“When all other national sports federations are covered under RTI Act, why not BCCI,” Law Commission said.
The Law Commission of India on Wednesday recommended the central government to include the Board of Control for Cricket in India (BCCI) along with its constituent member cricketing associations under the Right to Information (RTI) Act.
It also said non-consideration of the role played by the BCCI as “monopolistic” in the regulation of the game of cricket has resulted in the board “flying under the radar of public scrutiny, encouraged an environment of opacity and non-accountability”.
In July 2016, the Supreme Court asked the Commission to recommend whether the board can be brought under the Right to Information Act.
The Board of Control for Cricket in India (BCCI), the world’s richest cricket body, operates as a private entity under the Tamil Nadu Societies Registration Act.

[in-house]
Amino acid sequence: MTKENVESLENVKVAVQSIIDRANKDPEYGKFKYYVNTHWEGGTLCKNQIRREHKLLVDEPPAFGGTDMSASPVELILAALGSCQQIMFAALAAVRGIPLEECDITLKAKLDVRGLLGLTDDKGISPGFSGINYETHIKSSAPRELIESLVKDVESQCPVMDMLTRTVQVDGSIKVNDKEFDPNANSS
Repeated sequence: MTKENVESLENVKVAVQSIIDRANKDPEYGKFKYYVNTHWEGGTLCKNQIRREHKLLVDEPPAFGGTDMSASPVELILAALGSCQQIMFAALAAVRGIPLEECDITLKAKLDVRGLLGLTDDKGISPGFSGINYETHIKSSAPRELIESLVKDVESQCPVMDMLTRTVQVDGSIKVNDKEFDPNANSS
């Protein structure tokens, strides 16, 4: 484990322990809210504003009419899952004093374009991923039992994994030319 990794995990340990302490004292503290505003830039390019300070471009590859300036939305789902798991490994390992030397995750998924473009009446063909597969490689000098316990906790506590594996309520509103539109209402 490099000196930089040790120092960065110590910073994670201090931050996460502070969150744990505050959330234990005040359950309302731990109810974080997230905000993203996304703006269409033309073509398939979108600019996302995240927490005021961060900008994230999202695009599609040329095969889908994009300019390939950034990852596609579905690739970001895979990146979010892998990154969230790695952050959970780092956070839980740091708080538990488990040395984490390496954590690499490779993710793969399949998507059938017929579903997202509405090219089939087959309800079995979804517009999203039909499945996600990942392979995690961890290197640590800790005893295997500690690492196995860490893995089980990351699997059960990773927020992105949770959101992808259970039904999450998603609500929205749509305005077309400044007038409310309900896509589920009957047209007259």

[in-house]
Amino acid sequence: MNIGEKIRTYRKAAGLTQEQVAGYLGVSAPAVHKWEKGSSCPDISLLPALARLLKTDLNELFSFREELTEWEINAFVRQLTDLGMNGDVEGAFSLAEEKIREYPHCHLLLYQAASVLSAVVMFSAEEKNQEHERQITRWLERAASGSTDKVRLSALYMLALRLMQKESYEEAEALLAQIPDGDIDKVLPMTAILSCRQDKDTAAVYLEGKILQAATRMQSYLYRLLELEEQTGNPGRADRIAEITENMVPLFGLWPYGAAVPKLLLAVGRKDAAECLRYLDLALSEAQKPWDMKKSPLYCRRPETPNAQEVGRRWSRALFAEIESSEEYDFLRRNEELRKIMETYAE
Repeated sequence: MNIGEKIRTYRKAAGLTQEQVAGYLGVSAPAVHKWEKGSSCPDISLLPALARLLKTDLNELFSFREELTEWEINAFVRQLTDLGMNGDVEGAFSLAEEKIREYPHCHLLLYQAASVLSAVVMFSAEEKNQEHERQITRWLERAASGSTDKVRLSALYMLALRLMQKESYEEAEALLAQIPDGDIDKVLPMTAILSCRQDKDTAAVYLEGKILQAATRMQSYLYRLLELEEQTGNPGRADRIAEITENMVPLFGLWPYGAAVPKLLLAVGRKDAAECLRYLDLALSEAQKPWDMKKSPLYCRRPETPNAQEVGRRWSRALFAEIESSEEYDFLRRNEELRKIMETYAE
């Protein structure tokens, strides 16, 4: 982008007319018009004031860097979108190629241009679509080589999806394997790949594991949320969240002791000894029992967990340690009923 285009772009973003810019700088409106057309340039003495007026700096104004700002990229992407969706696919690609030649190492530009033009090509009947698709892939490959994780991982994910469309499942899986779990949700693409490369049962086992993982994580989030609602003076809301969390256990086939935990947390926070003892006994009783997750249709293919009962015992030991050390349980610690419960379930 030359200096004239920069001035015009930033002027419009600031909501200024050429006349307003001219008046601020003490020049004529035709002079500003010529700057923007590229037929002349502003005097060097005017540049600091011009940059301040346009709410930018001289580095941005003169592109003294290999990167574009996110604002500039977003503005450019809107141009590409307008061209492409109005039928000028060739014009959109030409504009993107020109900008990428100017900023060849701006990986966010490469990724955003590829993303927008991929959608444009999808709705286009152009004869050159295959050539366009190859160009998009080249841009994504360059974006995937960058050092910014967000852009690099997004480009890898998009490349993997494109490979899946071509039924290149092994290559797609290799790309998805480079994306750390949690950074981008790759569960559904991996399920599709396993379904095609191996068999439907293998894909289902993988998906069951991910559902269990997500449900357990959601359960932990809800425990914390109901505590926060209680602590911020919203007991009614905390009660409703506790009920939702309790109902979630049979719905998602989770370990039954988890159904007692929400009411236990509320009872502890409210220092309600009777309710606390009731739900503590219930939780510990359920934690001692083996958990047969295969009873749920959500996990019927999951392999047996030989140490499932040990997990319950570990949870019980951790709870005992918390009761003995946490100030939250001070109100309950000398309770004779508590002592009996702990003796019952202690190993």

If the government accepts the commission’s recommendations and classifies BCCI as a public body or an organization under the RTI Act, anyone can file PILs in the SC or HCs questioning the selection of players representing India, states, and zones. PILs could also question the agreements signed by BCCI with other cricket playing nations and the International Cricket Council.
Doesn’t look like BCCI is perturbed.
“The BCCI has no role in this matter. It’s a recommendation by the Law Commission and we will wait for government’s decision on it. As far as our knowledge goes, Law Commission’s recommendations are not binding unless Parliament decides on it. So it’s just wait and watch for us,” a senior BCCI functionary told PTI on conditions of anonymity.
Nonetheless, what will be interesting will be when the commissions’ recommendations are taken by lawmakers who have closely been associated with the BCCI, some even being office bearers.